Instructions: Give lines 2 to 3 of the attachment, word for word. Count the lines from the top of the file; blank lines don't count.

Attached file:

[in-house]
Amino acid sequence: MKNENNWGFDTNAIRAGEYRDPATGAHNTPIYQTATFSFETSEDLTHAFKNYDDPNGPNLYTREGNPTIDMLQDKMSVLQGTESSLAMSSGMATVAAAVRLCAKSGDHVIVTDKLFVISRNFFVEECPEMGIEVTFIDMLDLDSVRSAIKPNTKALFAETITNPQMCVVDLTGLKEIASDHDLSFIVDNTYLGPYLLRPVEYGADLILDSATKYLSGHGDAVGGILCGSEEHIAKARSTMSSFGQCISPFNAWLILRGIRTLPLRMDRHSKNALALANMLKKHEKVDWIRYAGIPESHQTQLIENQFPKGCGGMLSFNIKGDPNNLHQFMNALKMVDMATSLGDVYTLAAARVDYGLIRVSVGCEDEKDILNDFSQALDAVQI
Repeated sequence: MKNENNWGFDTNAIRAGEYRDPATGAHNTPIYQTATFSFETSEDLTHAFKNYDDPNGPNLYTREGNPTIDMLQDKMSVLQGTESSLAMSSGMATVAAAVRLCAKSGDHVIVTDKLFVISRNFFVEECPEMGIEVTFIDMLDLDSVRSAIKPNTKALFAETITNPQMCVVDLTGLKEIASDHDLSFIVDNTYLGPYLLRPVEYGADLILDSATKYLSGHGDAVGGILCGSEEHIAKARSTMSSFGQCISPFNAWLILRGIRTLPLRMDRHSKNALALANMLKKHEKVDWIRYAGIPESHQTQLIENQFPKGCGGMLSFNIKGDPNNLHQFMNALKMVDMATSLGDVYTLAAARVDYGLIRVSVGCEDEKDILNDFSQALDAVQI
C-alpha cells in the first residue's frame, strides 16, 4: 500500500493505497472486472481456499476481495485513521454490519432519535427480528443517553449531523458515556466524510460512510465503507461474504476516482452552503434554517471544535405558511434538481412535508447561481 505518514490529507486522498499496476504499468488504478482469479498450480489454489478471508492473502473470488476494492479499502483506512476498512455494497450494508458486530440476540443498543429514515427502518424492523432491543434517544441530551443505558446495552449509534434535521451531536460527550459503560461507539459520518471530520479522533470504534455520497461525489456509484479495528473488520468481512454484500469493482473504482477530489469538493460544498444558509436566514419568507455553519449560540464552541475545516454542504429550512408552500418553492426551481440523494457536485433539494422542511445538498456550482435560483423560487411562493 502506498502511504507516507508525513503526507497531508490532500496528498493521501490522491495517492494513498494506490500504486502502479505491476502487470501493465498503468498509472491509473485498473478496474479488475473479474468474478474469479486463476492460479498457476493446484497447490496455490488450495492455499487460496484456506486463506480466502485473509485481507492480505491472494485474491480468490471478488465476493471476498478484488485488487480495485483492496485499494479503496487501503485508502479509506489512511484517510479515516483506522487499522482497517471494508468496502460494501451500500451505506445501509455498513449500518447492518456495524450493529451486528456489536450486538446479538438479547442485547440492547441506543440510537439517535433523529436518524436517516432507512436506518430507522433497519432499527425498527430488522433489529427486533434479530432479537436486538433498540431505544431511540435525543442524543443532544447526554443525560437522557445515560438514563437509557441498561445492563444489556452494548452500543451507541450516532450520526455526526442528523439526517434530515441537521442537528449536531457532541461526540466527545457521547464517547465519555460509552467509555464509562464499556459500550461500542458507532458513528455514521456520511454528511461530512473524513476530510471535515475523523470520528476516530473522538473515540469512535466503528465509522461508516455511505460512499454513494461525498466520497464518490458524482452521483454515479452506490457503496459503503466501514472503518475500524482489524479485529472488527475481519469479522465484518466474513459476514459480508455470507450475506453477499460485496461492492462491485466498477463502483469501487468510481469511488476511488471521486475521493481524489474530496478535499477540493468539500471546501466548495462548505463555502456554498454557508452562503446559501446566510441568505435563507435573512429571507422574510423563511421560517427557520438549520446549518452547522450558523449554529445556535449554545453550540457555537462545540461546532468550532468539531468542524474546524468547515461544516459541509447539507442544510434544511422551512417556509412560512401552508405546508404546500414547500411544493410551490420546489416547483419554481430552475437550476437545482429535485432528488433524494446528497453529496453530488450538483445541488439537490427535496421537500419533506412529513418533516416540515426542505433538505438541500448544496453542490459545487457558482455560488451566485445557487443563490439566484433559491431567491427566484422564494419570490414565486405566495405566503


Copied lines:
Amino acid sequence: MKNENNWGFDTNAIRAGEYRDPATGAHNTPIYQTATFSFETSEDLTHAFKNYDDPNGPNLYTREGNPTIDMLQDKMSVLQGTESSLAMSSGMATVAAAVRLCAKSGDHVIVTDKLFVISRNFFVEECPEMGIEVTFIDMLDLDSVRSAIKPNTKALFAETITNPQMCVVDLTGLKEIASDHDLSFIVDNTYLGPYLLRPVEYGADLILDSATKYLSGHGDAVGGILCGSEEHIAKARSTMSSFGQCISPFNAWLILRGIRTLPLRMDRHSKNALALANMLKKHEKVDWIRYAGIPESHQTQLIENQFPKGCGGMLSFNIKGDPNNLHQFMNALKMVDMATSLGDVYTLAAARVDYGLIRVSVGCEDEKDILNDFSQALDAVQI
Repeated sequence: MKNENNWGFDTNAIRAGEYRDPATGAHNTPIYQTATFSFETSEDLTHAFKNYDDPNGPNLYTREGNPTIDMLQDKMSVLQGTESSLAMSSGMATVAAAVRLCAKSGDHVIVTDKLFVISRNFFVEECPEMGIEVTFIDMLDLDSVRSAIKPNTKALFAETITNPQMCVVDLTGLKEIASDHDLSFIVDNTYLGPYLLRPVEYGADLILDSATKYLSGHGDAVGGILCGSEEHIAKARSTMSSFGQCISPFNAWLILRGIRTLPLRMDRHSKNALALANMLKKHEKVDWIRYAGIPESHQTQLIENQFPKGCGGMLSFNIKGDPNNLHQFMNALKMVDMATSLGDVYTLAAARVDYGLIRVSVGCEDEKDILNDFSQALDAVQI